A Handle on the future

Long-term planning may have lost credibility in the boardroom, but there's a better alternative than nihilism: an open-minded optimism.

by Richard Reeves
Last Updated: 31 Aug 2010

Baldrick has a 'cunning plan'. But is it, his master Blackadder asks, cunning enough to have been thought up by the 'Professor of Cunning at Oxford University'? Sadly it is not, but heroes and heroines - from Robin Hood to James Bond - who are imprisoned or trapped usually do come up with 'a plan', demonstrating that they are not only brave but clever too.

Last month, the Scout Movement celebrated its centenary, and one of the key lessons of Lord Baden-Powell, its founder, was to plan any operation meticulously, from the 1899 defence of Mafeking - which made his name - to a 1907 Scout camp in Dorset. At Mafeking, Baden-Powell planned a series of activities to fool his Boer opponents, including having his men mime the rolling out of non-existent barbed wire.

At the same time, as a member of the army scouting division, B-P knew it was often necessary to respond to changing circumstances, and the motto of the Scouts remains, to this day, 'Be prepared'. His philosophy was to combine planning with preparation for the unexpected. The best-laid schemes, after all, 'gang aft agley'.

In business, the 1960s and '70s were the heyday of planning. Large companies would boast a corporate planning department, full of people striving to draw up thoughtful responses to any and every threat or opportunity they could think of. But I bet there's nobody with 'corporate planning' in their job title in your contacts file now. This was a period in which the idea that governmental or corporate elites could control complex systems - the economy, the climate, industries, the housing market - was taken seriously. Just as civil servants and politicians genuinely thought they were running the show, so company directors treated their organisations like machines to which they alone had the controls.

The idea of planning reached its zenith in the communist economies of eastern Europe. Indeed, one of the foundations of the claimed extraordinary Soviet economic growth rates in the mid-20th century was a series of eye-watering 'Five Year Plans' with detailed prescriptions for increases in output in a series of key industrial sectors. But even in free-market Britain, with some of the industries at the 'commanding heights' of the economy - rail, steel, coal - in state hands and an interventionist approach to business and politics, ideas like economic or corporate planning did not sound outmoded, as they do today.

Planning is no longer in vogue in corporate circles, having been replaced by its younger and more glamorous sibling, strategy. It's true that many firms have 'strategic plans', but they are more of the former than the latter. Strategy is the process of setting high-level objectives, deciding areas for investment, speculating about possible futures, equipping organisations for the range of possible outcomes - and hoping for the best. Just as politicians have had to come to terms with the idea that 'events, dear boy, events' can derail politics, so businesspeople have embraced the truth that in an open, free-market, technology-driven, winner-takes-all, mobile economy, the future is hard to predict and five years is a long time indeed. Rather than a rigid plan, most companies now need a set of clear objectives, plentiful resources - generally in the form of skills - and maximum flexibility.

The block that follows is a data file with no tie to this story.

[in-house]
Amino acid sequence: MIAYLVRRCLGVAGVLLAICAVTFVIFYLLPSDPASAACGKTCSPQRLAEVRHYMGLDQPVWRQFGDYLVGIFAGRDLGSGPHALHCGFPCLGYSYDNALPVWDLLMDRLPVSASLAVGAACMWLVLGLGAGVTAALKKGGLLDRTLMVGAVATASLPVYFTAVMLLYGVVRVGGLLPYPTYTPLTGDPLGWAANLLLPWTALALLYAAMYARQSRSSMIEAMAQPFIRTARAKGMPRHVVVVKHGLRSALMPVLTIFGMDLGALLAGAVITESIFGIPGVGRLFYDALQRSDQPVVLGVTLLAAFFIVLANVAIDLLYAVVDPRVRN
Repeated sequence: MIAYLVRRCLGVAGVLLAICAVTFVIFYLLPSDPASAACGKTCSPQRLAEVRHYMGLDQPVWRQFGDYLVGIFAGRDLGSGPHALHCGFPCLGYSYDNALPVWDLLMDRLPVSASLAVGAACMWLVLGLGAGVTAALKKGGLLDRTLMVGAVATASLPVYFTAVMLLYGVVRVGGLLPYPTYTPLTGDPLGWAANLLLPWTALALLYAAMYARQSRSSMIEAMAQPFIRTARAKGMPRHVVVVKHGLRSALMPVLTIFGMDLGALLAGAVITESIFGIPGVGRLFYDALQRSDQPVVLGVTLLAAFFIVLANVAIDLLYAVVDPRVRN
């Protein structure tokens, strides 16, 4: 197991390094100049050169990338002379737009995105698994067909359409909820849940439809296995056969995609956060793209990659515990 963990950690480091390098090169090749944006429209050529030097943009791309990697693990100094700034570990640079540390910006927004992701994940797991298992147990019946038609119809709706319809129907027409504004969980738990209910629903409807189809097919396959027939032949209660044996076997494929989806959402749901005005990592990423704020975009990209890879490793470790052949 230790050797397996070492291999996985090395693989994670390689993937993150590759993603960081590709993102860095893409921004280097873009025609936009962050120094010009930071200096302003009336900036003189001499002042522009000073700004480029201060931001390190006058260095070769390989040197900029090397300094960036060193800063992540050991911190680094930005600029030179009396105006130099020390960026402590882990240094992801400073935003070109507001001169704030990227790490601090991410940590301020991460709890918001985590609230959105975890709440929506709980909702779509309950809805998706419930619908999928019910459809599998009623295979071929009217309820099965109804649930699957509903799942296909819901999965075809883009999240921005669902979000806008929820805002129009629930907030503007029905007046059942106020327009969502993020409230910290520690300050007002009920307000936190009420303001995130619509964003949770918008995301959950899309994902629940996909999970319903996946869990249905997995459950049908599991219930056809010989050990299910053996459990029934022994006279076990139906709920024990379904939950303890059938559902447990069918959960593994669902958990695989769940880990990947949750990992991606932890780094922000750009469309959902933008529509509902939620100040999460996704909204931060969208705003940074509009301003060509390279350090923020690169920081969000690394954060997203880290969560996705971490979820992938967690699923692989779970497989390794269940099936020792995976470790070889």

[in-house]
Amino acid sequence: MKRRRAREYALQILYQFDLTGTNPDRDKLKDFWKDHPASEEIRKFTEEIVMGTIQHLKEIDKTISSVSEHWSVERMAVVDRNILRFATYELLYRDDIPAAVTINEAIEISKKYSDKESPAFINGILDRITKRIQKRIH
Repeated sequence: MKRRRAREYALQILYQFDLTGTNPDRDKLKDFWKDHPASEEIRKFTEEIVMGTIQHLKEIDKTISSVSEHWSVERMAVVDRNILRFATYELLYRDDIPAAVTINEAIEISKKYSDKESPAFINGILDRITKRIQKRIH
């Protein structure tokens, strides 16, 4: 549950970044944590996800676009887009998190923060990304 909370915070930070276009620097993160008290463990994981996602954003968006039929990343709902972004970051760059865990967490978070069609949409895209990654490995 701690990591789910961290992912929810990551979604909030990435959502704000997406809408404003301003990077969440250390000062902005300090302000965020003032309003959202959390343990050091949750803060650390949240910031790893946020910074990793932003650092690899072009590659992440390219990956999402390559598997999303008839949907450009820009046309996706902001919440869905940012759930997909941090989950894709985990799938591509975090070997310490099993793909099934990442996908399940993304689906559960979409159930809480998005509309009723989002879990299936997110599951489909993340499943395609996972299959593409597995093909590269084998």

The idea of 'chaos theory', popularised by James Gleick in his 1987 book Chaos, captured the spirit of the age. If a butterfly flapping its wings on one side of the world can cause a hurricane on the other, then those minutely detailed plans of old seem ridiculous. Instead, corporations need to ride the waves as they come. With the triumph of capitalism signalling 'the end of history' and a waning of any theories that try to explain the world and its works, we have entered a post-modern period. Here, the only certainty is uncertainty and the only constant is change.

At its extreme, the move from a planning to a post-modern mentality creates nihilism: inasfar as the future is knowable, it is dark, and the only sensible attitude to life is a cynical realism - or pessimism - about humanity. The trick for organisations is to recognise that central planning, heads or departments of planning and corporate plans are utopian dead-ends, without succumbing to the vacuity of the post-modern non-alternative. Two of the greatest assets in an era of unplannability are confidence and optimism, based not on a false belief that the future can be controlled but in the knowledge that it can be met, embraced and exploited.

John Stuart Mill, the 19th-century philosopher, abandoned the fixed philosophies of his time but insisted this did not mean succumbing to negativity. 'I know that it is thought essential to a man who has any knowledge of the world to have an extremely bad opinion of it,' he said. 'I have observed that not the man who hopes when others despair, but the man who despairs when others hope, is admired by a large class of persons as a sage, and wisdom is supposed to consist not in seeing further than other people, but in not seeing so far.'

The death of planning in corporate life is not, largely, to be lamented. But Mill reminds us not to throw optimism out with the utopianism. Businesses need to be flexible, nimble, agile, open-minded, but with clear goals and resources for uncertainty. The world can't be planned but we can, as B-P wisely suggested, 'Be prepared'.

Richard Reeves is director of Intelligence Agency, an ideas consultancy; e-mail: richard@intelligenceagency.co.uk.

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